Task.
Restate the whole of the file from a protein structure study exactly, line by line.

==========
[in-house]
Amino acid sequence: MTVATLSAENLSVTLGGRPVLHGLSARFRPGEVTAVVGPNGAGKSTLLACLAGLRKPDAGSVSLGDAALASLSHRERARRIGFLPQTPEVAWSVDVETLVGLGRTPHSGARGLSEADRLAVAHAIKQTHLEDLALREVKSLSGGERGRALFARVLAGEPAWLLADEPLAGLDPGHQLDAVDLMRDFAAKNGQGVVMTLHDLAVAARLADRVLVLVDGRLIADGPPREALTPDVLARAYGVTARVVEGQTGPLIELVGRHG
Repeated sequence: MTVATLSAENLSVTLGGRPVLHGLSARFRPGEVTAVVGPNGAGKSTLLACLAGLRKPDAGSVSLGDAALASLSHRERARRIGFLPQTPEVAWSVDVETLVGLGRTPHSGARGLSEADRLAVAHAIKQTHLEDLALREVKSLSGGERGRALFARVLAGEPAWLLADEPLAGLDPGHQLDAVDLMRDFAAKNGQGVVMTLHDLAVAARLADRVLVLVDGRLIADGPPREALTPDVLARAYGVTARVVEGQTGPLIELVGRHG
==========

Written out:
[in-house]
Amino acid sequence: MTVATLSAENLSVTLGGRPVLHGLSARFRPGEVTAVVGPNGAGKSTLLACLAGLRKPDAGSVSLGDAALASLSHRERARRIGFLPQTPEVAWSVDVETLVGLGRTPHSGARGLSEADRLAVAHAIKQTHLEDLALREVKSLSGGERGRALFARVLAGEPAWLLADEPLAGLDPGHQLDAVDLMRDFAAKNGQGVVMTLHDLAVAARLADRVLVLVDGRLIADGPPREALTPDVLARAYGVTARVVEGQTGPLIELVGRHG
Repeated sequence: MTVATLSAENLSVTLGGRPVLHGLSARFRPGEVTAVVGPNGAGKSTLLACLAGLRKPDAGSVSLGDAALASLSHRERARRIGFLPQTPEVAWSVDVETLVGLGRTPHSGARGLSEADRLAVAHAIKQTHLEDLALREVKSLSGGERGRALFARVLAGEPAWLLADEPLAGLDPGHQLDAVDLMRDFAAKNGQGVVMTLHDLAVAARLADRVLVLVDGRLIADGPPREALTPDVLARAYGVTARVVEGQTGPLIELVGRHG